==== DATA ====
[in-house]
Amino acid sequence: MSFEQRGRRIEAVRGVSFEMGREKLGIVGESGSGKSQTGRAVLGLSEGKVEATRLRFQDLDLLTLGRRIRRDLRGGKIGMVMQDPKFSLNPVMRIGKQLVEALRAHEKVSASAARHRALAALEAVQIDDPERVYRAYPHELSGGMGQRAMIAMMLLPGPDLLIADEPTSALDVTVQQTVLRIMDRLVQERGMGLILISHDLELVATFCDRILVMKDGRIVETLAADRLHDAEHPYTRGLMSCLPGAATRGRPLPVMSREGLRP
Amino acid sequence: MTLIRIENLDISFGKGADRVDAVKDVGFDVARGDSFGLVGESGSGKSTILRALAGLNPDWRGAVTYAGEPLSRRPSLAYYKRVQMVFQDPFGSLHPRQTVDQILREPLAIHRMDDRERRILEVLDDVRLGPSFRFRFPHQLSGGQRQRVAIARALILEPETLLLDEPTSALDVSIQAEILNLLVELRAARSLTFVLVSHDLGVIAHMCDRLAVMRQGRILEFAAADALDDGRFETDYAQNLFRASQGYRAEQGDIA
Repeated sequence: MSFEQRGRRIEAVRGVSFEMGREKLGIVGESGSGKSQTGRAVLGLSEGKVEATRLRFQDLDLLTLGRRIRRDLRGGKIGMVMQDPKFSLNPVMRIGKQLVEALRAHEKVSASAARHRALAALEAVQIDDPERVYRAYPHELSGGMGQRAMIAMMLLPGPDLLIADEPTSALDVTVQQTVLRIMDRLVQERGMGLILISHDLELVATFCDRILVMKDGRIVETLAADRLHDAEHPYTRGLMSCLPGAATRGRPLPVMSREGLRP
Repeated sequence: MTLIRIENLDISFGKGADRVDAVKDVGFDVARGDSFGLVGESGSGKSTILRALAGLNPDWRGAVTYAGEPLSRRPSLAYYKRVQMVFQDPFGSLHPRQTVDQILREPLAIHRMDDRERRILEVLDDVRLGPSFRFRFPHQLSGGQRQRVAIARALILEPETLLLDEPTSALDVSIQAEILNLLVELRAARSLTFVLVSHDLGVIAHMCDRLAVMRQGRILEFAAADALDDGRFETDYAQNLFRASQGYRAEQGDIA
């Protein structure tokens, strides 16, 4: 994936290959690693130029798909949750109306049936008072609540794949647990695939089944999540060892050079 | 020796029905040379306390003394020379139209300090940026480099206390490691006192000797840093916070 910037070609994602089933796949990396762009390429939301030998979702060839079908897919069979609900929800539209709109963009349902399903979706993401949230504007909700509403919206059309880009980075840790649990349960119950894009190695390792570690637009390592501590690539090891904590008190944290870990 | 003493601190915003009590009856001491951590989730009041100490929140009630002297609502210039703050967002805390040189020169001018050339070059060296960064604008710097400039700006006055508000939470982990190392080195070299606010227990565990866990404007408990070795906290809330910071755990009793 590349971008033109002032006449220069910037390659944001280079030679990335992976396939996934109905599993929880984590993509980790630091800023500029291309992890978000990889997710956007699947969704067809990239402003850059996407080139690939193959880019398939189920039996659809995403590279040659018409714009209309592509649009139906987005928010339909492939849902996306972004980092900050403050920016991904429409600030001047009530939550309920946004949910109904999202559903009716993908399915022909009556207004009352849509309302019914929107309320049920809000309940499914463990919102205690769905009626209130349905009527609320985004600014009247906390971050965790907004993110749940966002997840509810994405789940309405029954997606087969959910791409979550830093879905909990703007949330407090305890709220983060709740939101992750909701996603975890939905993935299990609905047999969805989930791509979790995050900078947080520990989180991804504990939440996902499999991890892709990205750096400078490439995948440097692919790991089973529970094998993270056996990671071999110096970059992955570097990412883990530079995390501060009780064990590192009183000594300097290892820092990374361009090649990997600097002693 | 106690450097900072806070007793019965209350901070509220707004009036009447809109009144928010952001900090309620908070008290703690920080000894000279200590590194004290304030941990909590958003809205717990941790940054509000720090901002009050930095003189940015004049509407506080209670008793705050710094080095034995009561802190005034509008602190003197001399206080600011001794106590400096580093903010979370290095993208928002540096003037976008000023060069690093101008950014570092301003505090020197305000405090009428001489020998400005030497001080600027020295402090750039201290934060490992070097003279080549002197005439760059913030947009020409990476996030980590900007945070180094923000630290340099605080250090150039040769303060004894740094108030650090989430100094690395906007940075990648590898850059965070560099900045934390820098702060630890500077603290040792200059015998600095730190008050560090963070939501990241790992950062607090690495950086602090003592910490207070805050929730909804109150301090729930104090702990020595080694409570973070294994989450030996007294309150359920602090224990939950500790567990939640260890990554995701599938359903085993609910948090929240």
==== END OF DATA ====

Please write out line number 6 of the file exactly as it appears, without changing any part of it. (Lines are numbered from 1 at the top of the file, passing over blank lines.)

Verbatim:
């Protein structure tokens, strides 16, 4: 994936290959690693130029798909949750109306049936008072609540794949647990695939089944999540060892050079 | 020796029905040379306390003394020379139209300090940026480099206390490691006192000797840093916070 910037070609994602089933796949990396762009390429939301030998979702060839079908897919069979609900929800539209709109963009349902399903979706993401949230504007909700509403919206059309880009980075840790649990349960119950894009190695390792570690637009390592501590690539090891904590008190944290870990 | 003493601190915003009590009856001491951590989730009041100490929140009630002297609502210039703050967002805390040189020169001018050339070059060296960064604008710097400039700006006055508000939470982990190392080195070299606010227990565990866990404007408990070795906290809330910071755990009793 590349971008033109002032006449220069910037390659944001280079030679990335992976396939996934109905599993929880984590993509980790630091800023500029291309992890978000990889997710956007699947969704067809990239402003850059996407080139690939193959880019398939189920039996659809995403590279040659018409714009209309592509649009139906987005928010339909492939849902996306972004980092900050403050920016991904429409600030001047009530939550309920946004949910109904999202559903009716993908399915022909009556207004009352849509309302019914929107309320049920809000309940499914463990919102205690769905009626209130349905009527609320985004600014009247906390971050965790907004993110749940966002997840509810994405789940309405029954997606087969959910791409979550830093879905909990703007949330407090305890709220983060709740939101992750909701996603975890939905993935299990609905047999969805989930791509979790995050900078947080520990989180991804504990939440996902499999991890892709990205750096400078490439995948440097692919790991089973529970094998993270056996990671071999110096970059992955570097990412883990530079995390501060009780064990590192009183000594300097290892820092990374361009090649990997600097002693 | 106690450097900072806070007793019965209350901070509220707004009036009447809109009144928010952001900090309620908070008290703690920080000894000279200590590194004290304030941990909590958003809205717990941790940054509000720090901002009050930095003189940015004049509407506080209670008793705050710094080095034995009561802190005034509008602190003197001399206080600011001794106590400096580093903010979370290095993208928002540096003037976008000023060069690093101008950014570092301003505090020197305000405090009428001489020998400005030497001080600027020295402090750039201290934060490992070097003279080549002197005439760059913030947009020409990476996030980590900007945070180094923000630290340099605080250090150039040769303060004894740094108030650090989430100094690395906007940075990648590898850059965070560099900045934390820098702060630890500077603290040792200059015998600095730190008050560090963070939501990241790992950062607090690495950086602090003592910490207070805050929730909804109150301090729930104090702990020595080694409570973070294994989450030996007294309150359920602090224990939950500790567990939640260890990554995701599938359903085993609910948090929240």